Re-building the auditorium

We went into the construction site yesterday with a (heavily pregnant!) Natalie Hale from Bristol Evening Post to see how the redevelopment is progressing. While we were touring the site we took some quick snaps on an iPhone. You can see some more professional photos taken by the Bristol Evening Post photographer in the paper in the next few days.

As you can see, work has moved on considerably in the auditorium and the contractors are now building the seating banks in the stalls area.  We also went up into the gallery, where new seating banks and a new entrance have also been installed.




4 thoughts on “Re-building the auditorium

  1. inkleandyarico says:

    Wow! The new seating levels for the middle tier look remarkably similar to the benches (with supports) that once filled the gallery here. (Take a look, for example, at the photos of the Truro Theatre-Room’s 1787 gallery benches, and you’ll see it compares well.) Amazing. All of the floors look like they’re going to be higher than the 1766 pit floor, but that’s perfectly acceptable in making this a modern theatre, in accordance with the Trustees’ aims. With these floor levels raised The only other thing seriously needed to make it a modern theatre is a stage front with spectators sitting on the sides.

  2. inkleandyarico says:

    Mmmm… have the nineteenth-century plaster doorways been demolished? They need to be replaced.. or there’s gonna be a horrible gap between the safety curtain and the stage boxes that will need filling….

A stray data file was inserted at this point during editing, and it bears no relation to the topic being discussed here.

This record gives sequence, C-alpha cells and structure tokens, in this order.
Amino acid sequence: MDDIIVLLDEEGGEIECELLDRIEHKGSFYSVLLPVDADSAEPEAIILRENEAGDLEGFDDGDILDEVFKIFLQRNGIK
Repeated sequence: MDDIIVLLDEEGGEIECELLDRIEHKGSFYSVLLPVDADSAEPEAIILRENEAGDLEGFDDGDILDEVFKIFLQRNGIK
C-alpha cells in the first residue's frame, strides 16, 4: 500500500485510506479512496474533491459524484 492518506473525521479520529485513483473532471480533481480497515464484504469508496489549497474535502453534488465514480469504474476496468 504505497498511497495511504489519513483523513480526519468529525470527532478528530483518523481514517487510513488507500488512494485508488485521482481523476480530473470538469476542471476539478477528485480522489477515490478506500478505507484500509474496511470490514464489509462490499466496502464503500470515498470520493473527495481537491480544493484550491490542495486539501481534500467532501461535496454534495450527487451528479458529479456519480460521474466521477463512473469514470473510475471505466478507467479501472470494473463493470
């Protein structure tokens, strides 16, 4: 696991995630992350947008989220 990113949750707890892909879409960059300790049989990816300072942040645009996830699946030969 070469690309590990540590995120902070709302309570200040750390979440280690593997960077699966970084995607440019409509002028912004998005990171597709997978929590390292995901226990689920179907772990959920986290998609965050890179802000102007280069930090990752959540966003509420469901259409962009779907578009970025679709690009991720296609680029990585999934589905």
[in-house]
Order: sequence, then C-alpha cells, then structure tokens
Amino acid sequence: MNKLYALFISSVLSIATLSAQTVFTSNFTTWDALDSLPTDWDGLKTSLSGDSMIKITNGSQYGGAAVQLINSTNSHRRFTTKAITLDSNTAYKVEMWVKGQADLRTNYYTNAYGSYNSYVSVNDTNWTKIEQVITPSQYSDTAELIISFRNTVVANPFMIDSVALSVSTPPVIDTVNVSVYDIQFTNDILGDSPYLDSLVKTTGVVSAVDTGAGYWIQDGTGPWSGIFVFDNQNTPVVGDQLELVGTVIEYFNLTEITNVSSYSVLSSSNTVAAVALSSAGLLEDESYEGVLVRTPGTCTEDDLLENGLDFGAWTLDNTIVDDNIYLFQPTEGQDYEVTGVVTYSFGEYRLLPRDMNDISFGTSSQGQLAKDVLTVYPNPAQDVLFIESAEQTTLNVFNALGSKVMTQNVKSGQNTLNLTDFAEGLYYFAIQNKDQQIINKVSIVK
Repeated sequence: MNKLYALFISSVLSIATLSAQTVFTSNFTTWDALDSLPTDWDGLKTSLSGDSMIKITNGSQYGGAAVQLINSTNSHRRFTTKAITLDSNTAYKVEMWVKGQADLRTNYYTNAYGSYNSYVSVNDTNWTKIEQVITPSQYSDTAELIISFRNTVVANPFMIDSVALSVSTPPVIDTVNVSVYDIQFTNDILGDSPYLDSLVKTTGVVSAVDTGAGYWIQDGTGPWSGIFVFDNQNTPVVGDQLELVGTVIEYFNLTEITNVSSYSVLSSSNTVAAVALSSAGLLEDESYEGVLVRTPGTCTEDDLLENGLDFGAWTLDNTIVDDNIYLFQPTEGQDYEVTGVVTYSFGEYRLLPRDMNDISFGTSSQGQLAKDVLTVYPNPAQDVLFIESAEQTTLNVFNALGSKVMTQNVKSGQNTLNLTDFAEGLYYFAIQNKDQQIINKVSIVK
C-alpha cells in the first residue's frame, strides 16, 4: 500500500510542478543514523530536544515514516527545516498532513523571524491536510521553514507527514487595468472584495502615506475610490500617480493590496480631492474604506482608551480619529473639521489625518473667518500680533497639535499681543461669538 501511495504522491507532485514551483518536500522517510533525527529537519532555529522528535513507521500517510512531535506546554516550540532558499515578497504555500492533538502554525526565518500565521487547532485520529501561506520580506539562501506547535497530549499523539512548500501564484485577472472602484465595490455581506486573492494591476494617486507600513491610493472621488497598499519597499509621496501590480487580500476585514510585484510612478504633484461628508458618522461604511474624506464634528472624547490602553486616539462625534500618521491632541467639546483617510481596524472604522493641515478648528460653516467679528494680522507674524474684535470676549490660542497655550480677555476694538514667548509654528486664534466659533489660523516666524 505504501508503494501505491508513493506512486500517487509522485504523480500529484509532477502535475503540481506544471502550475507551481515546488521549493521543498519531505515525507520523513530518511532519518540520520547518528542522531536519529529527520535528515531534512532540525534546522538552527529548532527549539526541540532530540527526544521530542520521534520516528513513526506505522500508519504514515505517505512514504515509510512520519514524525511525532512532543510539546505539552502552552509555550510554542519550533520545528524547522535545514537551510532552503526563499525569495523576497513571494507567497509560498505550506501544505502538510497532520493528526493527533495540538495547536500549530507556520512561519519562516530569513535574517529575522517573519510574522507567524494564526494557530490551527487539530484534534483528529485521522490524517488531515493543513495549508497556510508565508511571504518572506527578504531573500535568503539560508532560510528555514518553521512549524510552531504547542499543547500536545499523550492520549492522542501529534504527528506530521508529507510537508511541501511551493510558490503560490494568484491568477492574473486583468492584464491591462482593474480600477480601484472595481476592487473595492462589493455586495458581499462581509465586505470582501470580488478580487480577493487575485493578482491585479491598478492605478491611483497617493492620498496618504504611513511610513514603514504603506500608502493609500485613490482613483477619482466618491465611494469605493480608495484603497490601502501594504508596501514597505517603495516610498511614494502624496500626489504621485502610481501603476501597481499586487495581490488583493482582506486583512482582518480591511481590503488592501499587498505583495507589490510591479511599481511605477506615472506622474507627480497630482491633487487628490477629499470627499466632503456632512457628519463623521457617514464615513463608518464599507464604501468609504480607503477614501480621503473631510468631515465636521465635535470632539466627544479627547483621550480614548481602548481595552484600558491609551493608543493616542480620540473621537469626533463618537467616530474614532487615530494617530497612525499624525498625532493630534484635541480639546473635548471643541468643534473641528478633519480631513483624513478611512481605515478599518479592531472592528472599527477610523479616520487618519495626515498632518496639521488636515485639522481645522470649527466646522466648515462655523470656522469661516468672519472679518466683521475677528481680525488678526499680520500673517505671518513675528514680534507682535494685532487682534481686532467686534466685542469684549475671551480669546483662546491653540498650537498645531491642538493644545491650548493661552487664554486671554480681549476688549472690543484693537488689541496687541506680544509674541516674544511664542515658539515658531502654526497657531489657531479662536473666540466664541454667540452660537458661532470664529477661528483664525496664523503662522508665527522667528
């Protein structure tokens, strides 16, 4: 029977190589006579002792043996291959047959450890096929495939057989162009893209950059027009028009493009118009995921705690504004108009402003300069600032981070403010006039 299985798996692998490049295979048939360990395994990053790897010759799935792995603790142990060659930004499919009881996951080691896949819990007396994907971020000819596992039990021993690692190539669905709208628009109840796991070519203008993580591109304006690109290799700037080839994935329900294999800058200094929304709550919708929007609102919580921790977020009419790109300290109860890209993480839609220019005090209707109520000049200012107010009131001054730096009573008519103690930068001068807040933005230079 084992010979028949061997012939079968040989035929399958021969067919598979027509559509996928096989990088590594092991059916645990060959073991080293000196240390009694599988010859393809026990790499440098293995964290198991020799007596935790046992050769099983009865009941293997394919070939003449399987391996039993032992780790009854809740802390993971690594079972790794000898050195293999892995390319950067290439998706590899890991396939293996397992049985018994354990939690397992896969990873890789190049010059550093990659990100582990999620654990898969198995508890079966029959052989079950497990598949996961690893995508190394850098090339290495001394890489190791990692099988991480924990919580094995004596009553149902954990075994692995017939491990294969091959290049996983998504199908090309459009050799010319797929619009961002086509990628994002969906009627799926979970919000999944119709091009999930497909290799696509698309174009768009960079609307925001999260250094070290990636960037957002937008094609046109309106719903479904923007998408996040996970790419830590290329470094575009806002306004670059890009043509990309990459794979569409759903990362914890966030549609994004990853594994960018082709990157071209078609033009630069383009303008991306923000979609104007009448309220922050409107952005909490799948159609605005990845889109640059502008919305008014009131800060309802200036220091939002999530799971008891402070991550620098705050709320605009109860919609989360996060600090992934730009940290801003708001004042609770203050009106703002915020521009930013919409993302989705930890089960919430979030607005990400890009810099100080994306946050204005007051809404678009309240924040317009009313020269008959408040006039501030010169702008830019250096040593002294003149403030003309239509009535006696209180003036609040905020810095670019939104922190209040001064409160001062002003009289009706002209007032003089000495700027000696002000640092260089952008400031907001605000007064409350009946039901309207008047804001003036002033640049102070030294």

3. inkleandyarico says:

    Pit shot. Excellent restoration of the 1766 pit entrances, exactly where I said they were back in 1986. This gives a good impression of the relationship between the 1766 stage front and the pit and boxes. That proximity is marvellous, as is the encircling feeling from the perfectly circular auditorium – exactly the same as, if not a close comparison to the performer-spectator relationship at Shakespeare’s Rose Theatre in 1587. That theatre saw the first performances of plays including Romeo & Juliet. What a peculiar coincidence that Tom’s first production here was the wonderfully imaginative "Romeo and her Juliet".

  4. inkleandyarico says:

    Stage box shot. Great to see these 1766 Corinthian columns (or "pilasters" to be precise) echoing, as they do, the Corinthian columns Johannes de Witt and Aarend van Buchel sketched on the stage front of the Swan Theatre in London c.1596. This is more evidence of very close links between Bristol’s playhouse and theatres built in Shakespeare’s time. Specifically, these stage columns/pilasters stand very close to the position of the permanent stage columns on the stage front of the second Rose Theatre from 1592. (See: Julian Bowsher and Pat Miller. The Rose and the Globe Playhouses of Shakespeare’s Bankside: Excavations 1989-1991. London: Museum of London Archaeology, 2009 and Mark Howell, "Acting Spaces and Carpenters Tools" Around the Globe, Dec. 2010, 35-36.

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